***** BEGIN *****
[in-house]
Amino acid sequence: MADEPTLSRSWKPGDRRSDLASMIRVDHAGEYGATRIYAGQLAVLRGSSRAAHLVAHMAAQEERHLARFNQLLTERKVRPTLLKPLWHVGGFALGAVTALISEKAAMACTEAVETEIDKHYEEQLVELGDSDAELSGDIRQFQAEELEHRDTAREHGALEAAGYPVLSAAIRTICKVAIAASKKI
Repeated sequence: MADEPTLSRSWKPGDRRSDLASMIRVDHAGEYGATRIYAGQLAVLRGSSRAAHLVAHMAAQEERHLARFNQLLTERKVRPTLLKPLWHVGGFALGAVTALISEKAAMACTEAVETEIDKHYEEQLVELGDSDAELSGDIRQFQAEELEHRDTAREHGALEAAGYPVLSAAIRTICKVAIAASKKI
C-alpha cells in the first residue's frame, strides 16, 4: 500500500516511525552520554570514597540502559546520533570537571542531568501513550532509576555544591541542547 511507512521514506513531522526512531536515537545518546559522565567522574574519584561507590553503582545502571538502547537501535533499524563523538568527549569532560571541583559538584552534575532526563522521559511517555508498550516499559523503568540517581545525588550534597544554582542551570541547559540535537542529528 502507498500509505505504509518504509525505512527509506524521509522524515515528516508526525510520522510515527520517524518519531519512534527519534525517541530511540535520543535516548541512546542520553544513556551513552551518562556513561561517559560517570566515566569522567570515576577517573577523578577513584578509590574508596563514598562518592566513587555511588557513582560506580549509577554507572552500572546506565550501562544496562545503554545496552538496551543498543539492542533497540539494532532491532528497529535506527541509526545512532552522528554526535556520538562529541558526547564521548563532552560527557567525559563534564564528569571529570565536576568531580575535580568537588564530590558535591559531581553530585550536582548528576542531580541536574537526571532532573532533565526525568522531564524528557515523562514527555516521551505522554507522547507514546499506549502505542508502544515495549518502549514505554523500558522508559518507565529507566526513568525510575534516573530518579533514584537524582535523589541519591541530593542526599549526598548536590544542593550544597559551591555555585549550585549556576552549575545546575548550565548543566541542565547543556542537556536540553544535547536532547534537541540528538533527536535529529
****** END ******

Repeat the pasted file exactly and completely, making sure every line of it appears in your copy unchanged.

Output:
[in-house]
Amino acid sequence: MADEPTLSRSWKPGDRRSDLASMIRVDHAGEYGATRIYAGQLAVLRGSSRAAHLVAHMAAQEERHLARFNQLLTERKVRPTLLKPLWHVGGFALGAVTALISEKAAMACTEAVETEIDKHYEEQLVELGDSDAELSGDIRQFQAEELEHRDTAREHGALEAAGYPVLSAAIRTICKVAIAASKKI
Repeated sequence: MADEPTLSRSWKPGDRRSDLASMIRVDHAGEYGATRIYAGQLAVLRGSSRAAHLVAHMAAQEERHLARFNQLLTERKVRPTLLKPLWHVGGFALGAVTALISEKAAMACTEAVETEIDKHYEEQLVELGDSDAELSGDIRQFQAEELEHRDTAREHGALEAAGYPVLSAAIRTICKVAIAASKKI
C-alpha cells in the first residue's frame, strides 16, 4: 500500500516511525552520554570514597540502559546520533570537571542531568501513550532509576555544591541542547 511507512521514506513531522526512531536515537545518546559522565567522574574519584561507590553503582545502571538502547537501535533499524563523538568527549569532560571541583559538584552534575532526563522521559511517555508498550516499559523503568540517581545525588550534597544554582542551570541547559540535537542529528 502507498500509505505504509518504509525505512527509506524521509522524515515528516508526525510520522510515527520517524518519531519512534527519534525517541530511540535520543535516548541512546542520553544513556551513552551518562556513561561517559560517570566515566569522567570515576577517573577523578577513584578509590574508596563514598562518592566513587555511588557513582560506580549509577554507572552500572546506565550501562544496562545503554545496552538496551543498543539492542533497540539494532532491532528497529535506527541509526545512532552522528554526535556520538562529541558526547564521548563532552560527557567525559563534564564528569571529570565536576568531580575535580568537588564530590558535591559531581553530585550536582548528576542531580541536574537526571532532573532533565526525568522531564524528557515523562514527555516521551505522554507522547507514546499506549502505542508502544515495549518502549514505554523500558522508559518507565529507566526513568525510575534516573530518579533514584537524582535523589541519591541530593542526599549526598548536590544542593550544597559551591555555585549550585549556576552549575545546575548550565548543566541542565547543556542537556536540553544535547536532547534537541540528538533527536535529529